TULSA — Things were not going well in the first half for the Seattle Storm.
They lost starting guard Sue Bird in the first two minutes with a bad back, then watched Tulsa threaten to break open Sunday’s WNBA game here.
“At halftime, we knew we had a chance to win the game, but across the board, people were going to have to do a little more than they are usually doing because we didn’t have Sue,” Storm coach Brian Agler said. “They understood that, I think they accepted that and went out and sorta played that way.”
Svetlana Abrosimova got 19 of her season-high 21 points in the second half and keyed a huge fourth quarter as the Storm rallied from a 13-point deficit to claim an 82-72 victory.
“We had a lot of people making some big plays and some big shots,” said Agler, whose first head coaching job was at Northeastern A&M. “T (guard Tanisha Wright) played well down the stretch at the point, Svetlana and Lauren (Jackson) hit some big shots and defensively we got really solid in the fourth quarter.”
Abrosimova, who averages only 6.1 points a game, drained three 3-point goals in the final four minutes. That capped a 25-2 explosion for the Storm, who had trailed 62-57 heading into the final stanza.
“We finally found a way to play aggressive and stay poised,” Abrosimova said. “Their defense is very unpredictable and physical and it took some time for us to adjust. In the fourth quarter, we made the extra pass and didn’t turn the ball over.”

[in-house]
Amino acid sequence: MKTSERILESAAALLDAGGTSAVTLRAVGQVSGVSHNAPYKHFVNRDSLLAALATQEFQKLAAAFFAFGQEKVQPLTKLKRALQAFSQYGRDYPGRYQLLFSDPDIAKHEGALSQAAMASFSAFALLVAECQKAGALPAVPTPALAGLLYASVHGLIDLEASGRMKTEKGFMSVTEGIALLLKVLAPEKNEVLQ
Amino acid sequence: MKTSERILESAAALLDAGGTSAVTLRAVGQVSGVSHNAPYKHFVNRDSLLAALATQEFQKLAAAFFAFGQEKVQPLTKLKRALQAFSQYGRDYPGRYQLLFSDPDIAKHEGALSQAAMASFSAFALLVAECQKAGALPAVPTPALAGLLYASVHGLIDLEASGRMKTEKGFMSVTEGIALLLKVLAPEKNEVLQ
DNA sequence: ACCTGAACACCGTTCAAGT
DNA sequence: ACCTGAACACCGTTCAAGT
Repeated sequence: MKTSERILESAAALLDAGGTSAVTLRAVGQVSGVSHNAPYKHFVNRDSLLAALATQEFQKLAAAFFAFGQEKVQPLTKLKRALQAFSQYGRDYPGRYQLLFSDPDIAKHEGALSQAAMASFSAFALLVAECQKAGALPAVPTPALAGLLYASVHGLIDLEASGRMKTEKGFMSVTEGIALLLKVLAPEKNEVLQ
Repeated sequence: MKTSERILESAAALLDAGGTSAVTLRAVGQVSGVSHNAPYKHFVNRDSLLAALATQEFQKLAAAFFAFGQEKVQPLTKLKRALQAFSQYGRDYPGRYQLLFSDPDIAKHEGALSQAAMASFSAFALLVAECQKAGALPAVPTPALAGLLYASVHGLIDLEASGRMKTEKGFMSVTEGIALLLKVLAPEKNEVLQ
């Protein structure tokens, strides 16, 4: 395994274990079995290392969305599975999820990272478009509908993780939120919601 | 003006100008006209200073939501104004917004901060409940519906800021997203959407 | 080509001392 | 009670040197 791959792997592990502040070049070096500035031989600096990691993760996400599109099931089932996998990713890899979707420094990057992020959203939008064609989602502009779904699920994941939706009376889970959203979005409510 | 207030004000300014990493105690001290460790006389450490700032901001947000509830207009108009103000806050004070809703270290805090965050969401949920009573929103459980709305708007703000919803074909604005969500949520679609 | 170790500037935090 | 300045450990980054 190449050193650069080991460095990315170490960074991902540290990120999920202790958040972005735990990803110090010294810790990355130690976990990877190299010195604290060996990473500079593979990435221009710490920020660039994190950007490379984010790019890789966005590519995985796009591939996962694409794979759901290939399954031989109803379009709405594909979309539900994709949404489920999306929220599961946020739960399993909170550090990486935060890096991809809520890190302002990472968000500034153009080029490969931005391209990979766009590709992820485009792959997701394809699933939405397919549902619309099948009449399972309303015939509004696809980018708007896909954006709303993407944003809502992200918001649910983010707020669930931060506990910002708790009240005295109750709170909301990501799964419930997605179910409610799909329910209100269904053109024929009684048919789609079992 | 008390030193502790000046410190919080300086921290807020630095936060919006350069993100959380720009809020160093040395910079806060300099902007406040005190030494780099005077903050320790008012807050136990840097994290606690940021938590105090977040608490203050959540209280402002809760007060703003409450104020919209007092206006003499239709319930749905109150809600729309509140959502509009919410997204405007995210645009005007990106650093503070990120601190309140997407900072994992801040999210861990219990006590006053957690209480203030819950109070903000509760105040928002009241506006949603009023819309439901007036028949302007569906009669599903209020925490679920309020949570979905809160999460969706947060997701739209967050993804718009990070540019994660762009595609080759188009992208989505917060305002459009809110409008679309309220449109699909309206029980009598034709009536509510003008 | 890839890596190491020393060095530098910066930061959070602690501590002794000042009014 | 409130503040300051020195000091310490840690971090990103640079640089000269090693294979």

That was the key, Agler said.
“Shorter passes out of traps, play to the backside, get it reversed — they really do a good job of getting you on the sideline then really flood the side with defenders,” Agler said. “It’s a lot easier said than done, but to get the ball reversed out of it, play into space on the backside is important for us to do.”
The win was the fourth straight for Seattle (13-2) while Tulsa (3-11) dropped its eighth straight game.
“We needed six more minutes,” Tulsa coach Nolan Richardson said. “We changed our lineups and did a lot of things for this ballgame. We have to try to get more athletic on the floor and not get ourselves in a hole so quick. Today, they were able to keep us out of that hole.”
Tulsa finished the first half with an 18-4 burst. Kara Braxton, who didn’t play in the first quarter, keyed the run with seven points. Marion Jones added a layup just before the halftime buzzer, creating a 40-30 lead.
Chante Black and Robinson converted on back-to-back baskets early in the third quarter to push the Shock lead to 13 points, but a trey by Abrosimova’s keyed the start of Seattle’s comeback.
Agler felt a bucket by Jana Vesela with 5:27 may have been the key shot for the Storm.
“She may have made the play to get us over the hump with a steal and layup,” Agler said. “We were down five. Lauren hit a ‘3’ and Jana got the steal and all of a sudden it was a tie ballgame in about 15 seconds. That was the momentum … we felt now we could get this thing done.”
Jackson — who was slowed by flu-like symptoms — led Seattle with 24 points.
Scholanda Robinson had 16 points and Tiffany Jackson scored 11 points and grabbed eight rebounds in her first start since being acquired in a trade with the New York Liberty.